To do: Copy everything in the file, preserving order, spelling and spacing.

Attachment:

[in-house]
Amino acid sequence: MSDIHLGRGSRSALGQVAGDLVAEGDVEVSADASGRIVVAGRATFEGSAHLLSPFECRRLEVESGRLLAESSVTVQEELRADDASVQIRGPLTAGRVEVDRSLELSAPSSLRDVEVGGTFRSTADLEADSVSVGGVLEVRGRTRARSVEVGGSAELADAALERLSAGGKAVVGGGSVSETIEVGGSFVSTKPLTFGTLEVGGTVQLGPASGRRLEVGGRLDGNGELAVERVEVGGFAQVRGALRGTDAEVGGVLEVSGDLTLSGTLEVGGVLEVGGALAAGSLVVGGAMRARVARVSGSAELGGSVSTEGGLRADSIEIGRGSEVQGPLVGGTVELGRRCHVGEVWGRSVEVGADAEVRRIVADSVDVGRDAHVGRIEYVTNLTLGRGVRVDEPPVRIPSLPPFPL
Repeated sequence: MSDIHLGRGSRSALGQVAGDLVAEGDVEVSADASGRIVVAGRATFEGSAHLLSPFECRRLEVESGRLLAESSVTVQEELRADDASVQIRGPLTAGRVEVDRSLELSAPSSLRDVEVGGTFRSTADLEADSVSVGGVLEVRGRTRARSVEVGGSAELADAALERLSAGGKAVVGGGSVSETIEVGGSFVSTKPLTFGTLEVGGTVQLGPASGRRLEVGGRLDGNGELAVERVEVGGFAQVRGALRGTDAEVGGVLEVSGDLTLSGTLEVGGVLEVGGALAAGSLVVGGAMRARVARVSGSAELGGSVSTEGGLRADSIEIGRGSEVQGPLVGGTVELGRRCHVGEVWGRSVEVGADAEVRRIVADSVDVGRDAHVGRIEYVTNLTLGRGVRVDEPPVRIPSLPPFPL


[in-house]
Amino acid sequence: MSDIHLGRGSRSALGQVAGDLVAEGDVEVSADASGRIVVAGRATFEGSAHLLSPFECRRLEVESGRLLAESSVTVQEELRADDASVQIRGPLTAGRVEVDRSLELSAPSSLRDVEVGGTFRSTADLEADSVSVGGVLEVRGRTRARSVEVGGSAELADAALERLSAGGKAVVGGGSVSETIEVGGSFVSTKPLTFGTLEVGGTVQLGPASGRRLEVGGRLDGNGELAVERVEVGGFAQVRGALRGTDAEVGGVLEVSGDLTLSGTLEVGGVLEVGGALAAGSLVVGGAMRARVARVSGSAELGGSVSTEGGLRADSIEIGRGSEVQGPLVGGTVELGRRCHVGEVWGRSVEVGADAEVRRIVADSVDVGRDAHVGRIEYVTNLTLGRGVRVDEPPVRIPSLPPFPL
Repeated sequence: MSDIHLGRGSRSALGQVAGDLVAEGDVEVSADASGRIVVAGRATFEGSAHLLSPFECRRLEVESGRLLAESSVTVQEELRADDASVQIRGPLTAGRVEVDRSLELSAPSSLRDVEVGGTFRSTADLEADSVSVGGVLEVRGRTRARSVEVGGSAELADAALERLSAGGKAVVGGGSVSETIEVGGSFVSTKPLTFGTLEVGGTVQLGPASGRRLEVGGRLDGNGELAVERVEVGGFAQVRGALRGTDAEVGGVLEVSGDLTLSGTLEVGGVLEVGGALAAGSLVVGGAMRARVARVSGSAELGGSVSTEGGLRADSIEIGRGSEVQGPLVGGTVELGRRCHVGEVWGRSVEVGADAEVRRIVADSVDVGRDAHVGRIEYVTNLTLGRGVRVDEPPVRIPSLPPFPL